Fashions may come and go but quality, crafted lenses always show their class, says Seth Emmons, marketing director CW Sonderoptic
Never before in history have filmmakers had so many tools to serve the creation of cinematic content, but there are still only a couple things that actually “create” the image.
An image is created when light hits a sensor or film emulsion, and any thing that the light passes through shapes that image. There are countless tools to create the light, move the camera, or process the image, but the only things that truly create the image are the camera and the glass.
Sensor technology is currently the number one driver of the cinema market through variations is resolution, dynamic range, frame rates and color science, just as film stock development was for decades before. But lenses follow closely behind.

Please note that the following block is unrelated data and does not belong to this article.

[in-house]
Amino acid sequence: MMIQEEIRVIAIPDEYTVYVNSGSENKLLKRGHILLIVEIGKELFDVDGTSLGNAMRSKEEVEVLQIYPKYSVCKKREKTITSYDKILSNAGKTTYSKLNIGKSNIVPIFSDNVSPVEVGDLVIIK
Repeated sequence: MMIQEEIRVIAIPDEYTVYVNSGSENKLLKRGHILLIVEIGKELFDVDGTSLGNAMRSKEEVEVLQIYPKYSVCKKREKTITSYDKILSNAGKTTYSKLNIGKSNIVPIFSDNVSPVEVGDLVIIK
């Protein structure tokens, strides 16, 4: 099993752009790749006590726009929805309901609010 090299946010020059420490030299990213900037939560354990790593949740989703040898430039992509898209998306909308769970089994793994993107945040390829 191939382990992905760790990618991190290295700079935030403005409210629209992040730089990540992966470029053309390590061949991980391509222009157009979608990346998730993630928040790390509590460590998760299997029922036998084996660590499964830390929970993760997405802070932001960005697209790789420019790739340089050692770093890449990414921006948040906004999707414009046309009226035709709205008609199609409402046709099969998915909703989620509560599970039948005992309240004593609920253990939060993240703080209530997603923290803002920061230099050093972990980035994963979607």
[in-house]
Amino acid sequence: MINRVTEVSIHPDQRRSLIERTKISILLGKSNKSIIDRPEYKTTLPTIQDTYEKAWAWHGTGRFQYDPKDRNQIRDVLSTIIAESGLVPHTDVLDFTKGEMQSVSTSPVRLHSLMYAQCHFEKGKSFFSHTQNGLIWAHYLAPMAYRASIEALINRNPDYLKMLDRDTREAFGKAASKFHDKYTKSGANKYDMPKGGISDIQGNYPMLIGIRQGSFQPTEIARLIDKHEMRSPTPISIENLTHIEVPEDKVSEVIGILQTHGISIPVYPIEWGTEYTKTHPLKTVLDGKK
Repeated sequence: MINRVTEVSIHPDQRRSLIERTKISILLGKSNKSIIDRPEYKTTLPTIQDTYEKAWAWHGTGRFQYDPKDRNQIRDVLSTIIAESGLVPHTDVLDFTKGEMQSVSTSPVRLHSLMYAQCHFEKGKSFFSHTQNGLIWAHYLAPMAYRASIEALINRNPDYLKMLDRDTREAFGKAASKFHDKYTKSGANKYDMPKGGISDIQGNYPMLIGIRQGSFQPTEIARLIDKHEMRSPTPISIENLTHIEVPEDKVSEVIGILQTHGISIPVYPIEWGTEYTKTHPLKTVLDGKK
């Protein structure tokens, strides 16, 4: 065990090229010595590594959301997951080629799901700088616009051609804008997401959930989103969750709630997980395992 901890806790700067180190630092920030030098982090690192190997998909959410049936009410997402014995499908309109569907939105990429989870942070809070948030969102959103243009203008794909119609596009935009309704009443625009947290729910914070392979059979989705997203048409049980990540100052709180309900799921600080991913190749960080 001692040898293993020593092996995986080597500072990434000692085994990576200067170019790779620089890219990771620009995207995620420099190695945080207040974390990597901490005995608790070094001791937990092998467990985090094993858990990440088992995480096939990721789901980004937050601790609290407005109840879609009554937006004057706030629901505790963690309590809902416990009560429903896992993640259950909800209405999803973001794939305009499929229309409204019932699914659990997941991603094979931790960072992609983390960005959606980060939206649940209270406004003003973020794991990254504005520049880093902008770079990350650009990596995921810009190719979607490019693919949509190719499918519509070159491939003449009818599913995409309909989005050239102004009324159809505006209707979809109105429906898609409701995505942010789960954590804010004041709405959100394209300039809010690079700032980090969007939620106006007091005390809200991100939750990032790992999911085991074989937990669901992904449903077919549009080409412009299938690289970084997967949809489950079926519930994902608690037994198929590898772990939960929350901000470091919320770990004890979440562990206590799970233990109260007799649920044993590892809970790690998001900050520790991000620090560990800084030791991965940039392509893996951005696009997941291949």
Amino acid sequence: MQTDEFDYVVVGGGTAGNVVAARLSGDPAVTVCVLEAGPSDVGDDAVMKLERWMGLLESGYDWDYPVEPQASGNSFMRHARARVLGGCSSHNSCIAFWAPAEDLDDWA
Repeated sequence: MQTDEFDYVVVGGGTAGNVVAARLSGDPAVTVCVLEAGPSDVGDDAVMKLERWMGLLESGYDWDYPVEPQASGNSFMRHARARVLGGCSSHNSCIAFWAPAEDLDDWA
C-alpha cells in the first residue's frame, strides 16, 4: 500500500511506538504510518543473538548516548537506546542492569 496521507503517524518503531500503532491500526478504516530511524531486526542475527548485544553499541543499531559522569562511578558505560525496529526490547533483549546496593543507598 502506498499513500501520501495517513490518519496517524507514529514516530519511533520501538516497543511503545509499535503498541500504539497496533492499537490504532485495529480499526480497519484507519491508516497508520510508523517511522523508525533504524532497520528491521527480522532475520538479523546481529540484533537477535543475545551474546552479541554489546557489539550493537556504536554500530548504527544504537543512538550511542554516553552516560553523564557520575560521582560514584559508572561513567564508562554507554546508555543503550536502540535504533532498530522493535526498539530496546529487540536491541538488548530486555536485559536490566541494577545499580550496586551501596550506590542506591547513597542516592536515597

The dance of the camera and lens together, the images that different combinations can produce, is where the look of a film or television show begins and filmmakers are always trying out new and old lenses to identify new looks and options for their projects.
The IBC show is a great opportunity for visitors to see many of these new cameras and lenses for themselves and make decisions about what they would like to test and use in the future because there are so many options nowadays.
One of the toughest decisions facing IBC attendees that have production companies or rental houses is what gear should they be investing in.
So much of technology moves so fast, fashions and trends come and go, and choosing the best investment that will pay off in the short term and the long term is tricky.
Lenses, if well maintained, can last indefinitely and continue to generate returns for decades.
This content was first published at IBC2016
The views expressed are those of the author.